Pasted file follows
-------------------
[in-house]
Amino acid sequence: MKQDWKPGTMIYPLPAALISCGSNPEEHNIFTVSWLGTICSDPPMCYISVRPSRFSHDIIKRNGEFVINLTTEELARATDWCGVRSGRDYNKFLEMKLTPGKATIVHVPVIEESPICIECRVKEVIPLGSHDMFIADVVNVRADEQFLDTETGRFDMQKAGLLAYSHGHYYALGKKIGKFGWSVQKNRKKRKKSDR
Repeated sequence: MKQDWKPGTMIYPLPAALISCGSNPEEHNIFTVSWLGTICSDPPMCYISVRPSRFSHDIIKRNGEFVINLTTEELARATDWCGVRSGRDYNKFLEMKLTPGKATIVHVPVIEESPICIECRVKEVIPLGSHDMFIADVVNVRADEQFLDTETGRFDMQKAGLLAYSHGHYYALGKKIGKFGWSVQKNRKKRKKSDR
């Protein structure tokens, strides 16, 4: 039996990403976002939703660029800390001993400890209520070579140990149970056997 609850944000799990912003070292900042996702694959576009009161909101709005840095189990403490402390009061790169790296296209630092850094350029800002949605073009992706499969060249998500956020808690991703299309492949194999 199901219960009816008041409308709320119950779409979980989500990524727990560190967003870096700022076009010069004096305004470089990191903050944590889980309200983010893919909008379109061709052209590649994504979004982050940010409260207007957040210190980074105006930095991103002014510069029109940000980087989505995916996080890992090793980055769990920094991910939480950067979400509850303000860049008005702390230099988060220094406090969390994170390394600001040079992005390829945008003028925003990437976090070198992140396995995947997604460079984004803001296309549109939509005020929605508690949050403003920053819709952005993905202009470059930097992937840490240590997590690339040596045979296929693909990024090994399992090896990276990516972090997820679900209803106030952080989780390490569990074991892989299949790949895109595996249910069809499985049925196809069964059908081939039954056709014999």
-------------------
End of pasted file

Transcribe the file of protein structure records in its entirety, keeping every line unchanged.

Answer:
[in-house]
Amino acid sequence: MKQDWKPGTMIYPLPAALISCGSNPEEHNIFTVSWLGTICSDPPMCYISVRPSRFSHDIIKRNGEFVINLTTEELARATDWCGVRSGRDYNKFLEMKLTPGKATIVHVPVIEESPICIECRVKEVIPLGSHDMFIADVVNVRADEQFLDTETGRFDMQKAGLLAYSHGHYYALGKKIGKFGWSVQKNRKKRKKSDR
Repeated sequence: MKQDWKPGTMIYPLPAALISCGSNPEEHNIFTVSWLGTICSDPPMCYISVRPSRFSHDIIKRNGEFVINLTTEELARATDWCGVRSGRDYNKFLEMKLTPGKATIVHVPVIEESPICIECRVKEVIPLGSHDMFIADVVNVRADEQFLDTETGRFDMQKAGLLAYSHGHYYALGKKIGKFGWSVQKNRKKRKKSDR
């Protein structure tokens, strides 16, 4: 039996990403976002939703660029800390001993400890209520070579140990149970056997 609850944000799990912003070292900042996702694959576009009161909101709005840095189990403490402390009061790169790296296209630092850094350029800002949605073009992706499969060249998500956020808690991703299309492949194999 199901219960009816008041409308709320119950779409979980989500990524727990560190967003870096700022076009010069004096305004470089990191903050944590889980309200983010893919909008379109061709052209590649994504979004982050940010409260207007957040210190980074105006930095991103002014510069029109940000980087989505995916996080890992090793980055769990920094991910939480950067979400509850303000860049008005702390230099988060220094406090969390994170390394600001040079992005390829945008003028925003990437976090070198992140396995995947997604460079984004803001296309549109939509005020929605508690949050403003920053819709952005993905202009470059930097992937840490240590997590690339040596045979296929693909990024090994399992090896990276990516972090997820679900209803106030952080989780390490569990074991892989299949790949895109595996249910069809499985049925196809069964059908081939039954056709014999």